undefined way

21 examples (0.04 sec)
  • He was also, in some undefined way, expecting that at any moment his father would change. Cited from Fortitude, by Hugh Walpole
  • And now that they were meeting again as of old, she was very conscious, in some undefined way, that she had lost ground with him. Cited from Helena, by Mrs. Humprey Ward
  • Even some aboard were very nervous, in an undefined way. Cited from The Loss of the SS. Titanic, by Lawrence Beesley
  • Amy looked at him with a strange penetrating glance that in some undefined way increased his irritation. Cited from The Captives, by Hugh Walpole
  • In some curious undefined way he resented his grandfather's remarks. Cited from Fortitude, by Hugh Walpole
  • In an undefined way, the growing girl realized that such a state of mind and heart was unworthy her sacred friendship with Miss Margaret. Cited from Tillie: A Mennonite Maid,Helen Reimensnyder Martin
  • She knew better; she regarded, in some undefined way, this continued contemplation by him of her possessions as an ironical insult. Cited from Jeremy, by Hugh Walpole
  • She thought in an almost undefined way of mother's words as she held the fluttering thrushes to her lips and kissed their downy breasts. Cited from Polly, by L. T. Meade
  • They knew, also, that their rulers were fearful about invasion, and that in some undefined way Nelson had stood, and would yet stand, between them and harm. Cited from The Life of Nelson, Vol. II. (of 2), by A. T. (Alfred Thayer) Mahan
  • It was a dress very odd and unpleasant to behold, and suggested the idea of an hospital, or a madhouse, or death, in an undefined way. Cited from Wylder's Hand, by J. Sheridan Le Fanu
  • This room, half kitchen, half parlor, again in an undefined way reminded her of the old English farmhouse where she and Maurice had been both happy and unhappy not so long ago. Cited from The Children's Pilgrimage, by L. T. Meade
  • By the rule of St Benedict, the consent of the laity was in some undefined way required; but this seems never to have been practically enforced. Cited from The Project Gutenberg Encyclopedia Volume 1 of 28
  • She thought with confidence that all would come right in the end, and vaguely she determined that in some undefined way she would help Ethel, would yet demonstrate to this child of hers that she understood and sympathised. Cited from Leonora, by Arnold Bennett
  • Still, for the present, Theodoric, King of the Ostrogoths, was also in some undefined way legitimate representative of the Old Roman Empire within the borders of Italy. Cited from The Letters of Cassiodorus, by Cassiodorus
  • It is one of those cases on which a man is condemned on the ground of his character-- it is believed that he has committed a crime in some undefined way, because he had the motive for doing it; and Bulstrode's character has enveloped me, because I took his money. Cited from Middlemarch, by George Eliot[#1]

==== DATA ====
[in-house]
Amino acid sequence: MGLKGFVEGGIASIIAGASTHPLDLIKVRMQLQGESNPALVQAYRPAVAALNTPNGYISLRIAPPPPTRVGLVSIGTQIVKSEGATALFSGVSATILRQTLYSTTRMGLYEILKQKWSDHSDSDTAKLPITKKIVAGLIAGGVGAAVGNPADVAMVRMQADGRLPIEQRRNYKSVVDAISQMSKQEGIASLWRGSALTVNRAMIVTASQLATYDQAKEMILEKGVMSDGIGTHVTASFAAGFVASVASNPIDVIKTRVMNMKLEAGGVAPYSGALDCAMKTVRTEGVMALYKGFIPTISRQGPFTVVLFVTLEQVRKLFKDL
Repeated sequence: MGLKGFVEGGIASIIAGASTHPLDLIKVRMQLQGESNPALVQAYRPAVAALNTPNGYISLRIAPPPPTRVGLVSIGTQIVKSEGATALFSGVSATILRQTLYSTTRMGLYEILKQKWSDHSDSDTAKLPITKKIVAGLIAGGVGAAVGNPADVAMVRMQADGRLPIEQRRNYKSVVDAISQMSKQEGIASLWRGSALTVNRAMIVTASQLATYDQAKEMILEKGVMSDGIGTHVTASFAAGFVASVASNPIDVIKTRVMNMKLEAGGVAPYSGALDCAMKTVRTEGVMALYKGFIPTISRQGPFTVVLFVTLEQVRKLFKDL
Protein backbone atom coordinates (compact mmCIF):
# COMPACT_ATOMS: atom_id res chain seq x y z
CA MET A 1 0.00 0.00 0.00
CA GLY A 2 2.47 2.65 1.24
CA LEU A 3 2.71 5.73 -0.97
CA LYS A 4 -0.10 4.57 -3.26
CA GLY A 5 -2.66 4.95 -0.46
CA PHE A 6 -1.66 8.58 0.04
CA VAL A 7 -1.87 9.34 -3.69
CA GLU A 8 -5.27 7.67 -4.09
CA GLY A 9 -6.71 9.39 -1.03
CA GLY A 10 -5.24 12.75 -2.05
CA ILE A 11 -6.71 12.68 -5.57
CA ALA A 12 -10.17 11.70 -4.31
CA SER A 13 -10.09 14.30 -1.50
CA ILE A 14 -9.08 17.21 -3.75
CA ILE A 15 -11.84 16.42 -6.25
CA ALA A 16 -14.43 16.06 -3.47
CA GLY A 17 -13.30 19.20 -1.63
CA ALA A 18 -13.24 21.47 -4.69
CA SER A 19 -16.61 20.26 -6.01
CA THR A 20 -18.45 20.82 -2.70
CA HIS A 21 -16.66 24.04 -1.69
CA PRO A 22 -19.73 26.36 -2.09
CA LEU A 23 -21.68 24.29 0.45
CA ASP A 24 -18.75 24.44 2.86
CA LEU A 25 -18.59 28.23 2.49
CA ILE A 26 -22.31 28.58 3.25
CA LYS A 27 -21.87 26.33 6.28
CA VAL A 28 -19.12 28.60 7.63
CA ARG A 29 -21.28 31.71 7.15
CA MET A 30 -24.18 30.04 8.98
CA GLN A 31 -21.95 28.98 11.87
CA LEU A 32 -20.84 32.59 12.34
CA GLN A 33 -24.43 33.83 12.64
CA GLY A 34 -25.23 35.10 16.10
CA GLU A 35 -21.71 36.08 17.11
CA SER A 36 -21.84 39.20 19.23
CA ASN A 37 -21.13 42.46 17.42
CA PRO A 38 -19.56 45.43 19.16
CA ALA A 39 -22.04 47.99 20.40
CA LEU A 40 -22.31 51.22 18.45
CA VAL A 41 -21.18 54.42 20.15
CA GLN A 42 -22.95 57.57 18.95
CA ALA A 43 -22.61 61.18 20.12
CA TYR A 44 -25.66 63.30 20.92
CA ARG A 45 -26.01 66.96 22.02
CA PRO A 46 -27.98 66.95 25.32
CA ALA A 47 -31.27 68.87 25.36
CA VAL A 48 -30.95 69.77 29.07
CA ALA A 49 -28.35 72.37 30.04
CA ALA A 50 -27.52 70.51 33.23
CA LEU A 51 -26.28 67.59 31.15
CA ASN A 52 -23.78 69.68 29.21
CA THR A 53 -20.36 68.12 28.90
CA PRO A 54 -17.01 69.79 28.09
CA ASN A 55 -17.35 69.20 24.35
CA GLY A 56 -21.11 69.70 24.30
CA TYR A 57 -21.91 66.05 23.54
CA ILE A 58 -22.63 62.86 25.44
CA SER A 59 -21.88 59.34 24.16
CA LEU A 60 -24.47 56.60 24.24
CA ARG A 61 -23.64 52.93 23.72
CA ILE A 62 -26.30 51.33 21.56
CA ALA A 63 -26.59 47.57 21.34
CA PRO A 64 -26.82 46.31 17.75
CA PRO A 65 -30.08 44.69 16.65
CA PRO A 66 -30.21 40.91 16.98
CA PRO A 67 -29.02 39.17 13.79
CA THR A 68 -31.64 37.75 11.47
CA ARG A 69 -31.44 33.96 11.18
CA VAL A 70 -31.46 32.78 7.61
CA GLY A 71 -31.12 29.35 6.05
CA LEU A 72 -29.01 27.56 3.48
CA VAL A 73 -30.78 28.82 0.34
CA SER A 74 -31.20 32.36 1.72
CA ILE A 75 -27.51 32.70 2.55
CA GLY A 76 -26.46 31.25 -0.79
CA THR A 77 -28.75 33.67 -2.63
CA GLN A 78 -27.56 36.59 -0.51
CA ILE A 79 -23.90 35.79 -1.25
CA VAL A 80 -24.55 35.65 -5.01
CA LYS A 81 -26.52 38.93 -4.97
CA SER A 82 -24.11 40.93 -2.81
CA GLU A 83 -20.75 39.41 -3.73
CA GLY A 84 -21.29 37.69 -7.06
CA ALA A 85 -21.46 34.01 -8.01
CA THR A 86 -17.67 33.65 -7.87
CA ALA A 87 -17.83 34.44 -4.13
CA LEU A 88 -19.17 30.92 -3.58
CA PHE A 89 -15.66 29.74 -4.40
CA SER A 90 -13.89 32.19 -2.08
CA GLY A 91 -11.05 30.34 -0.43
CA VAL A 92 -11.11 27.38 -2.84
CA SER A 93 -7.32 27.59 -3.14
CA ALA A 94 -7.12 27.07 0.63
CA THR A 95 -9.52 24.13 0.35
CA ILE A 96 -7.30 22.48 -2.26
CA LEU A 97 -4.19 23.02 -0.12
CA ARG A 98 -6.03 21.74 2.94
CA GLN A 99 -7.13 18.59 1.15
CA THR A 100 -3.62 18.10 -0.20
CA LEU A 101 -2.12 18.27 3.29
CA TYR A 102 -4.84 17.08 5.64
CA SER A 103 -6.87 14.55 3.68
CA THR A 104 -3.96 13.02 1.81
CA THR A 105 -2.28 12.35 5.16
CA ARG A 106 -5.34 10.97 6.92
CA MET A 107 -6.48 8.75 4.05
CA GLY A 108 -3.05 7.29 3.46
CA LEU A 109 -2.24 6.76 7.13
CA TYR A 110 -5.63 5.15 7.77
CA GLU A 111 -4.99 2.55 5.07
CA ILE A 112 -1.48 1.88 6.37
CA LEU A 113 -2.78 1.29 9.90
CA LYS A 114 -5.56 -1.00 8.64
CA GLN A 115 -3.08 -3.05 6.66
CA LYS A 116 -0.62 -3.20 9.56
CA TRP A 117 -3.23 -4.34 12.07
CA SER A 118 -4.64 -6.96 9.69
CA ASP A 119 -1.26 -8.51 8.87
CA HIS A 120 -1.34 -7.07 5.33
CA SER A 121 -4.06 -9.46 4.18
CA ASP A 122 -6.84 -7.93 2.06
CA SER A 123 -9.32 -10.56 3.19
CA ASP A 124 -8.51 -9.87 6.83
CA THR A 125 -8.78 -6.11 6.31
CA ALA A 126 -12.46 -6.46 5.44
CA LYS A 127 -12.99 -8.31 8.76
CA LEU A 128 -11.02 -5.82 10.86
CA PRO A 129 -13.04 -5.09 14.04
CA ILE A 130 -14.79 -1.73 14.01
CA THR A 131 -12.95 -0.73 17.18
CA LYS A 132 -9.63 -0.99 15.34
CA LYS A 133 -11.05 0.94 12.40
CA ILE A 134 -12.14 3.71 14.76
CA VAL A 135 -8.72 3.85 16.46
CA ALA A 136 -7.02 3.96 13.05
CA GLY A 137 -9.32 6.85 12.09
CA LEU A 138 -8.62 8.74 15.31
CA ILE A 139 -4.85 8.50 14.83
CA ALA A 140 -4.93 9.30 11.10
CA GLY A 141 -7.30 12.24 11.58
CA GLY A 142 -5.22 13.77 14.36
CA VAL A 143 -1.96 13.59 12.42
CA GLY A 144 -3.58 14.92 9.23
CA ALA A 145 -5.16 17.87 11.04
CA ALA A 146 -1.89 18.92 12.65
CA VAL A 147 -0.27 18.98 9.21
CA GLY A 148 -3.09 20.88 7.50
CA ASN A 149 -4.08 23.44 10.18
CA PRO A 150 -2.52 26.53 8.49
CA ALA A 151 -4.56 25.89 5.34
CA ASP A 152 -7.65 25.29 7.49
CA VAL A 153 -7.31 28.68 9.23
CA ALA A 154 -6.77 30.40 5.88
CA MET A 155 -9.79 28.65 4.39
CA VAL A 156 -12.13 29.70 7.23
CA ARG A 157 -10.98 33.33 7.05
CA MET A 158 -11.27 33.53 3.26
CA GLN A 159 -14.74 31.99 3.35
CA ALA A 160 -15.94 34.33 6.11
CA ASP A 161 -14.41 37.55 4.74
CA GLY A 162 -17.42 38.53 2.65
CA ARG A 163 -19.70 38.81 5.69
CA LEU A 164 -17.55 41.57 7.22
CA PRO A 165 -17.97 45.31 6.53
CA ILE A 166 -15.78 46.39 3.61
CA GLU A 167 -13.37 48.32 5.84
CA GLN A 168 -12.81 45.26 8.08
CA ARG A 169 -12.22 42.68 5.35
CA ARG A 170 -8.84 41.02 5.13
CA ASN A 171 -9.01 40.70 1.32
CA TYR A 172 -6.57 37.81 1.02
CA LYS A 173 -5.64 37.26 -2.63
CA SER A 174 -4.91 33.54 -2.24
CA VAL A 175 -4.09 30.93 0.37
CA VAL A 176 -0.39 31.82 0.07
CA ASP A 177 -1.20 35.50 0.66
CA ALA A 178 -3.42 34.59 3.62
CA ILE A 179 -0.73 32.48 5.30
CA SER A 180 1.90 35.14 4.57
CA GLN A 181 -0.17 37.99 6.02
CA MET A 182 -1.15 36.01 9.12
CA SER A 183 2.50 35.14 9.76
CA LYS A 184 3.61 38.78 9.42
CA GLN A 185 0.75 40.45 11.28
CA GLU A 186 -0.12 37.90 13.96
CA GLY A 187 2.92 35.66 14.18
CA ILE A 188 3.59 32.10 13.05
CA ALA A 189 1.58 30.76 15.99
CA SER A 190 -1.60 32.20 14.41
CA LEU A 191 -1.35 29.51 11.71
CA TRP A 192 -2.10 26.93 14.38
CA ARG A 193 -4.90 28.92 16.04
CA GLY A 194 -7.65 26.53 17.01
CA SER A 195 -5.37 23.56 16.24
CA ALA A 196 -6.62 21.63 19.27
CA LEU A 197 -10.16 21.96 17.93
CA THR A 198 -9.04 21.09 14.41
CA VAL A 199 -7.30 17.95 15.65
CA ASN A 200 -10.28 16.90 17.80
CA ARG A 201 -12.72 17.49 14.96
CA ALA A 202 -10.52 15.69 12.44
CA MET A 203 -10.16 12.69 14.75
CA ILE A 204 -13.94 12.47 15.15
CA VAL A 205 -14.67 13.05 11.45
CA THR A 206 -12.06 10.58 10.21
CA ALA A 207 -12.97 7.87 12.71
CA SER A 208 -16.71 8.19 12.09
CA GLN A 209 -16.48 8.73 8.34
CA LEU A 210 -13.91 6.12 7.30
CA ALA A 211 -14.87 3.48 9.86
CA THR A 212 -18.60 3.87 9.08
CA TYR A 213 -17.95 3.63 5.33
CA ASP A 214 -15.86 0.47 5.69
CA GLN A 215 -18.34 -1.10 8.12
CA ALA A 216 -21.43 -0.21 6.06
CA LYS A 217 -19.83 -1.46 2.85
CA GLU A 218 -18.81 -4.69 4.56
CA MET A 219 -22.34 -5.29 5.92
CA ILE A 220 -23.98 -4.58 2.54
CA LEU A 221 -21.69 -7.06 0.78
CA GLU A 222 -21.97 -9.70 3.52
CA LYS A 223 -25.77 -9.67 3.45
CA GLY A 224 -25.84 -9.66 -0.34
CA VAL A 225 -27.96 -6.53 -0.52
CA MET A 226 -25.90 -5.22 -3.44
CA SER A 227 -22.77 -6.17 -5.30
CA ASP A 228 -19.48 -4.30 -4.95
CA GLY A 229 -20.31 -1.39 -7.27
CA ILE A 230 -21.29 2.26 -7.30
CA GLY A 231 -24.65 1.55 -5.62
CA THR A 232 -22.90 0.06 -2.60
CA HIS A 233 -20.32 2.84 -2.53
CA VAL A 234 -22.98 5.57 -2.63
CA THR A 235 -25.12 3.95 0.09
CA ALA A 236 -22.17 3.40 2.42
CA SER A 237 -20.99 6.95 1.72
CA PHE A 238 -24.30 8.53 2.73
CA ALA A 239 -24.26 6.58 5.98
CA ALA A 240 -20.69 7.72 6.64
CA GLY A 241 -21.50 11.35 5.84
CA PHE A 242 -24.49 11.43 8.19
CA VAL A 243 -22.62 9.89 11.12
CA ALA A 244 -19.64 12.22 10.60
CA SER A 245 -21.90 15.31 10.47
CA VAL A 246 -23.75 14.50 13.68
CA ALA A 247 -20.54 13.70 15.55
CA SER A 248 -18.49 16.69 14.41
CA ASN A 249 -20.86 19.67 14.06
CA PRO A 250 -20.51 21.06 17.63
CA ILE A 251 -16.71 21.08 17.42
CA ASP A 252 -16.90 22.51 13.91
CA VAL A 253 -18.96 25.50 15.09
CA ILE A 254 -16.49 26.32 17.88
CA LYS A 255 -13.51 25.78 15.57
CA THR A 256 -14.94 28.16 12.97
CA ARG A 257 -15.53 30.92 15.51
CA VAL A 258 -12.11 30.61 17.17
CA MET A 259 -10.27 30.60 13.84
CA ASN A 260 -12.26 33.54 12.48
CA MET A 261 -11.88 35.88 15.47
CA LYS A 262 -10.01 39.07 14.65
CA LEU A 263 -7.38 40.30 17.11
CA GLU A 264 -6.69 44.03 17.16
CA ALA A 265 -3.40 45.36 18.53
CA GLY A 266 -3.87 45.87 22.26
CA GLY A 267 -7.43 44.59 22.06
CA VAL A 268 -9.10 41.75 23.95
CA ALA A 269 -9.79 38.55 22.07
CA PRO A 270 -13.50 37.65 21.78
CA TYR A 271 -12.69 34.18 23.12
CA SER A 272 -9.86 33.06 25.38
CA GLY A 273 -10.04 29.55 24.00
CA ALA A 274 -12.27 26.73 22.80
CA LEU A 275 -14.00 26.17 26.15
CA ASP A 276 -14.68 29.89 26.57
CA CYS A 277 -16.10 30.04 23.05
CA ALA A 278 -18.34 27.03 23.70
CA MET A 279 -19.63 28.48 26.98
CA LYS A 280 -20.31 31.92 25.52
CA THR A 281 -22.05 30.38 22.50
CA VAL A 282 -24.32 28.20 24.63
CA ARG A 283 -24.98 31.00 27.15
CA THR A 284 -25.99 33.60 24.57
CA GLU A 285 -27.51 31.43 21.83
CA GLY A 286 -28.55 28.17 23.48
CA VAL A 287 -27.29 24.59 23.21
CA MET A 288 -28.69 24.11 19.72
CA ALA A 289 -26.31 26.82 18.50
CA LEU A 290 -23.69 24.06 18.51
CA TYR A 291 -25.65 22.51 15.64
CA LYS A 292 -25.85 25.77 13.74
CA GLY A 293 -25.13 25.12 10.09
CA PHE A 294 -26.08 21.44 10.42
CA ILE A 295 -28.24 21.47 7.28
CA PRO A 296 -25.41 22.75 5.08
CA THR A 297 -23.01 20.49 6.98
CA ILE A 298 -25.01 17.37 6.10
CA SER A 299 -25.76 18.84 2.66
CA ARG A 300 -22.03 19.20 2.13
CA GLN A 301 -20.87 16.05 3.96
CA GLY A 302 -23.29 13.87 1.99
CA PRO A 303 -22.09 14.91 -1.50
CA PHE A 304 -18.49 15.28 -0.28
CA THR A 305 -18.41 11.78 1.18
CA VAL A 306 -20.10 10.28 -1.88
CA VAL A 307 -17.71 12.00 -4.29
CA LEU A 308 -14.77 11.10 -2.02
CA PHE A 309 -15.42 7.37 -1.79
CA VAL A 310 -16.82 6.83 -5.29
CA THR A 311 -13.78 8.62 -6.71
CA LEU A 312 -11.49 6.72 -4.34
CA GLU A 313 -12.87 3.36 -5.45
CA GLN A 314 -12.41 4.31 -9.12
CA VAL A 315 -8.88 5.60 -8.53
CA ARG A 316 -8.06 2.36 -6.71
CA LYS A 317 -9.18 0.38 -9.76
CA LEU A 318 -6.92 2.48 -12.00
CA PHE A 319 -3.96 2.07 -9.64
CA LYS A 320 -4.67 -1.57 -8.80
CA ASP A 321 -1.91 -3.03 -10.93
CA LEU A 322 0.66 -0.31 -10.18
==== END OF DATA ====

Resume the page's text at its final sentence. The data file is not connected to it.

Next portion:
• In vain he once more questioned clerk and servants; in vain haunted the house of his aunt, with the dim hope that Clara might hear from her, or that in some undefined way he might learn of her whereabouts, and so accomplish his desire. Cited from What Answer?, by Anna E. Dickinson
  • Finally, I have already observed that love of virtue and hatred of vice, which tend in an undefined way to bring virtue into existence and to prevent the existence of vice, are only antecedent acts of will, such as is the will to bring about the happiness of all men and to save them from misery. Cited from Theodicy, by G. W. Leibniz
  • The only positive grievance he had against him was the success he had gained with Alice; but, in an undefined way, he felt instinctively that this man possessed every Machiavellian attribute in the calendar of dishonor. Cited from The Lever, by William Dana Orcutt
  • Not thrice in his life had Verman been within the doors of White-Folks' House, and, above all things, he felt that it was in some undefined way vital to him to get out of White-Folks' House unobserved and unknown. Cited from Penrod and Sam by Booth Tarkington
  • From beliefs like these it is an easy step to the conviction that certain men are permanently possessed by a deity, or in some other undefined way are endued with so high a degree of supernatural power as to be ranked as gods and to receive the homage of prayer and sacrifice. Cited from The Golden Bough, by James George Frazer